I'm happy that you're happy! And thanks for acknowledging the point that I was trying to make...

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The writing of good poems is about revealing something of yourself
I agree that communication is important in poetry. I have worked very hard on poems with that goal in mind and I have had great satisfaction and learned much from presenting poems to people and feeling the energy in the room while something I wrote was being read.

I guess now I'm more interested in using the interaction between poem and reader as a way to inform the next moment or poem or whatever. (Just because I'm not trying to pass a feeling from my self to the other, and just because I'm not trying to purely pleasure the reader doesn't mean that I'm never showing work to people. On the contrary I share quite a bit.)

When writing more for myself, all of that reading I've done in front of other people is very much at play in my little internal editor, that's a very important part of writing, as many other people have mentioned.

What I want to know now is what is that little self-editor? When you write and revise, do you basically imagine yourself as a different person reading that poem?

If so, is that self editor a way we process and express the influx of culture around us?

Is that self editor an expression of how we perceive our surroundings?

If so, can sharing work be a way to tune that self editor?

Can sharing poetry and gauging reaction be a form of biofeedback?

If you tune that self editor well enough, will you get better at understanding other people?

Will you get better at feeling your life in terms of other peoples' visions?

A lot of people have expressed their purpose in writing poetry is to get the reader to understand them, their purpose is to pass a feeling from the self to the other. But can't it be the other way around? Can the prolonged writing and sharing of poetry be a way to learn to more fully receive and understand the culture and the self?

*****
*****
*****

Here's a bunch of quotes belaboring my point that the purpose of art varies from artist to artist:

"The purpose of art is to lay bare the questions that have been hidden by the answers." --James Baldwin (1924-1987)

Alain Arias-Misson – Belgian-born thinker, artist, writer, and sculptor:
“The purpose of art is not a rarified intellectual distillate – it is life, intensified, brilliant life"

Carl Andre – American minimalist sculptor and poet:
“Art is an intersection of many human needs.”

Marc Chagall – Russian-born French painter and stained glass artist:
“Art seems to me to be a state of soul more than anything else.”

Paul Cezanne – French impressionist painter:
“Art is harmony parallel with nature.”

The object of art is to give life a shape. (Jean Anouilh)

Art has no other purpose than to brush aside... the conventional and accepted generalities, in short everything that veils reality from us, in order to bring us face to face with reality itself. (Henri Bergson)

Our primordial purpose is to respond to the impulsion from within to solve the mystery of our individual existence, to find and be the authentic Self that is, has been and ever shall be. (Dr. Michael Beckwith)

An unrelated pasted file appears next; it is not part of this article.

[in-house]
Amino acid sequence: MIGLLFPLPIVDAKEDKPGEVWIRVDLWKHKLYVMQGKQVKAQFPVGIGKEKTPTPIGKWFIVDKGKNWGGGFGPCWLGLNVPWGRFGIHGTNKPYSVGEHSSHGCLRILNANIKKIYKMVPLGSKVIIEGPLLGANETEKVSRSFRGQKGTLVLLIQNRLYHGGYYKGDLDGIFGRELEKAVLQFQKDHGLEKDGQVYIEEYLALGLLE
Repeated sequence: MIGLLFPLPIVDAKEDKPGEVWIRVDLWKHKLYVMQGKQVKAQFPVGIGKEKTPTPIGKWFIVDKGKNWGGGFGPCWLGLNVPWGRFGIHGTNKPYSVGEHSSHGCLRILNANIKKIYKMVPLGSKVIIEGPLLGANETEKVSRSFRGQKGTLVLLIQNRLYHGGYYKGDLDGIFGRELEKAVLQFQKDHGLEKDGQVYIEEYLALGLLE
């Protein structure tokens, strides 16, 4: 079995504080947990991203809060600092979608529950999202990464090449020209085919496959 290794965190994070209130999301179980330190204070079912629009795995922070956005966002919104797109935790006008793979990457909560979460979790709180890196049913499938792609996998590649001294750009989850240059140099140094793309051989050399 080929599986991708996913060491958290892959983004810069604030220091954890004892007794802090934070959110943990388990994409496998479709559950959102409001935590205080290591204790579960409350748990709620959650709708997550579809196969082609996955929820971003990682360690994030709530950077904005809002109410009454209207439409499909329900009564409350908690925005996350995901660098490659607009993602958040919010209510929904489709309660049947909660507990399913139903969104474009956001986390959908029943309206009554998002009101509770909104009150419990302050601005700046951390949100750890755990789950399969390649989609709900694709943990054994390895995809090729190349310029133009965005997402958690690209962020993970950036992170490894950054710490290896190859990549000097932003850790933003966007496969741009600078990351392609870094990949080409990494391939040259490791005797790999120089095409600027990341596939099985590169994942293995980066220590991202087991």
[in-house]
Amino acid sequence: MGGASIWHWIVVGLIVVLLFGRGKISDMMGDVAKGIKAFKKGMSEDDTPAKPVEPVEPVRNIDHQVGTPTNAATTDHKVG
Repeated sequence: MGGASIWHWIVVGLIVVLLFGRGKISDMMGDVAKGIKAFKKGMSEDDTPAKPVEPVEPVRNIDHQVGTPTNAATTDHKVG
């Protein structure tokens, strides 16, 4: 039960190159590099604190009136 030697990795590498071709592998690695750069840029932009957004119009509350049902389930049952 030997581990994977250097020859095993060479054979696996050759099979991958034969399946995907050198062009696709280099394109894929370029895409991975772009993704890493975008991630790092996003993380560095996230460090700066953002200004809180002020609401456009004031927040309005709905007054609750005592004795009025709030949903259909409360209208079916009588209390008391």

If art takes up much of the artist's time, then it makes sense that she/he be "lost" in the euphoria of creating. Isn't that one of our ultimate purposes in life? (Harley Brown)

The purpose of art is to pass the time
-Palba_Noruda

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Old 12-08-2009, 10:29 PM   #89
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Quote:
Originally Posted by lorencino
...I get satisfaction out of successfully achieving what I set out to do...
Yes, that's how I feel about writing! I think we are on the same page, Lorencino.

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Originally Posted by Palba_Noruda View Post
Yes, that's how I feel about writing! I think we are on the same page, Lorencino.
When I wrote that, I was talking about painting a room which is in sharp distinction to what I said about writing poems. When I write, I am setting out to communicate and I'm afraid that satisfaction for that depends on whether the communication engages others. I get no satisfaction, if others ignore what I write, and certainly no satisfaction from any idea that my genius will be realized for the first time after I am dead. No, the reality is that unless my contemporaries are turned on by my writing, my writing is nothing more than the excreta of my mind. It just a personal thing with me and I'm not dictating what pleasure you derive from your poetic output.
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Old 12-09-2009, 04:15 AM   #90
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I'm happiest when I hear something I've written has made someone think. Or seen things they've not seen before or in a different way, thought thoughts not thought before, or if they feel a part of the poem - like they were there.


but to be honest, I don't think about any of that when I write stuff.

that's a whole other process. But in the reading and critiquing of others' work I find out more about how my own tick - or not - from the pov of an outsider. And another thing, lol, it means more to me to get a good response from a smaller group of peers than from an extensive group of people who 'lurve' almost any kind of drivel calling itself poetry. And I guess that's about ego, too.
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Old 12-09-2009, 05:09 AM   #91